NPCC students give back through the Helping Hands program

NORTH PLATTE, Neb. (Nebraska) – North Platte Community College students are getting as much from a local mentoring program as the youth they are serving. A group of NPCC students have been working with the North Platte Public Schools Helping Hands program since last fall.

Through part-time and paid positions, NPCC students are responsible for serving as positive role models for elementary students identified through NPPS as having behavioral health needs. NPCC students provide classroom support, keep students engaged, help with coping skills, and follow up and implement behavior improvement plans. Mentoring is done in class, at lunchtime, during recess, in PE periods and after school, according to a North Platte Community College news release.

Brandy Buscher, director of NPPS student services, and Maggie Butler, coordinator of NPPS student services, came up with the idea for Helping Hands after seeing data released by the University of Nebraska Medical Center on the shortage of mental health professionals in rural Nebraska.

According to a UNMC report, 88 of Nebraska’s 93 counties are designated as federal mental health professional shortage areas (HPSAs). Eighty counties have a psychiatrist-to-population ratio below the federal HPSA ratio of one in 30,000, and 78 counties have no practicing psychiatrists.

“With Helping Hands, we’re really trying to ‘grow ours,'” Buscher said. “The thinking was that if we could recruit students from the college and get them to fall in love with our NPPS family, hopefully they would continue to work with youth and behavioral health needs. We understand that they will likely move on and pursue a higher level, but hopefully one day they will consider coming back and working for us or at least within the community.”

NPCC Psychology Instructor Courtney Johnston is in charge of referring college students to Helping Hands. All referrals must go through a formal hiring process with NPPS which includes submitting an application, interview and background check.

Johnston said he has noticed a huge difference in those who are selected to be mentors.

“Helping Hands is a great program,” Johnston said. “The college students I’ve talked to say being a mentor has changed their lives. Not only have they been able to gain work experience that will look great for future employment, but the opportunity has shaped the direction of their lives, from educational interests to career goals.”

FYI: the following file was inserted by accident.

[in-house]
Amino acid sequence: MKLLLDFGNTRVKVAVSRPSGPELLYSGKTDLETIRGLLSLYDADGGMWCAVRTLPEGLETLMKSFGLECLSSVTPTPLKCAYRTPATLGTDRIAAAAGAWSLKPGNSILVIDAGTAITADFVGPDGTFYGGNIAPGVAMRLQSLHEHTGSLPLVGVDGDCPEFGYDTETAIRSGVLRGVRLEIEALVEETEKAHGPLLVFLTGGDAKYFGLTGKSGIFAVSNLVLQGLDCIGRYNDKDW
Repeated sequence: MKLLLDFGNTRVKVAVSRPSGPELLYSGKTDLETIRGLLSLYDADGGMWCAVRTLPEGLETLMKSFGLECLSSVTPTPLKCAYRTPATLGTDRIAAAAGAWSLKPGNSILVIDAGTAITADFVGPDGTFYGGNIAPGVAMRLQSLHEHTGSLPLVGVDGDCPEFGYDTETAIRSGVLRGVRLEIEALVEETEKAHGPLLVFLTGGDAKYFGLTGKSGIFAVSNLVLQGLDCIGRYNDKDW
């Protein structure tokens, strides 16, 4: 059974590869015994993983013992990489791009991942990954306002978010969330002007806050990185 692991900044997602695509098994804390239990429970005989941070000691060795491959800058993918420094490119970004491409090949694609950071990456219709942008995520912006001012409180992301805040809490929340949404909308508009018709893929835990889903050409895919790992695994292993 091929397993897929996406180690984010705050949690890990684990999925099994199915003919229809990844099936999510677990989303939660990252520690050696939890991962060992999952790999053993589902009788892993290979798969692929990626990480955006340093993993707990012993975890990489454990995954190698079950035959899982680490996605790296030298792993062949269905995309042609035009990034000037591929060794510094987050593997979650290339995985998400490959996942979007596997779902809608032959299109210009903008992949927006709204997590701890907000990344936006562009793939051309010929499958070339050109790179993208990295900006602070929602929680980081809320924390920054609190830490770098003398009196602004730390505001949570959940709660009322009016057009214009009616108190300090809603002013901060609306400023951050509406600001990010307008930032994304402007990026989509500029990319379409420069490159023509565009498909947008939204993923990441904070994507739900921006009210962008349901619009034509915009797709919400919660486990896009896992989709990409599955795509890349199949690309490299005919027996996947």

Matthew Wright, of North Platte, is one example. After graduating from Sutherland High School in 2021, he joined the Army National Guard with plans to pursue a career in the Army. His plans changed when an illness delayed his deployment.

“I had always heard great things about NPCC, so I decided to sign up there,” Wright said. “I started studying criminal justice and had decided to transfer to the University of Nebraska Omaha for medicine when I started taking psychology classes with Courtney. She suggested I apply for the Helping Hands program and I’m so glad I did.

He now spends every weekday from 8am to 5:30pm working for the North Platte Public Schools, both through Helping Hands and as part of the Kids Klub after-school program.

“With Helping Hands, I help high-risk students develop coping skills,” Wright said. “Some students have very high energy, so it often means that I walk corridors with them or do activities to use up some of that energy so they can focus when it’s re-implemented in class. Other times, I sit with them in class to keep them engaged.

Wright serves as a mentor to 12 students. Some see them several times a week and others, who don’t need as much support, work them a few times a week.

“As I counsel kids with behavior problems, the best part has been watching them emerge from the program and succeed in everyday life,” Wright said. “It’s such a wonderful feeling. I can’t even explain it.

It has made a huge difference in what he wants to do with his life.

“Helping Hands definitely changed my perspective,” Wright said. “I know it’s a cliché, but the show made me realize that children are 100% of our future. You never meet the same one twice and when you see them in such different conditions, you want to love them all and support them in any way you can.

Since joining Helping Hands, Wright has decided to shift his focus to developmental psychology and social work. His goal is to obtain bachelor’s and master’s degrees in those fields.

“My ultimate goal is to get a doctorate and then go back to work for North Platte Public Schools,” Wright said. “I hope one day he can get a professorship.”

More information about Helping Hands and the opportunities it offers can be found online at

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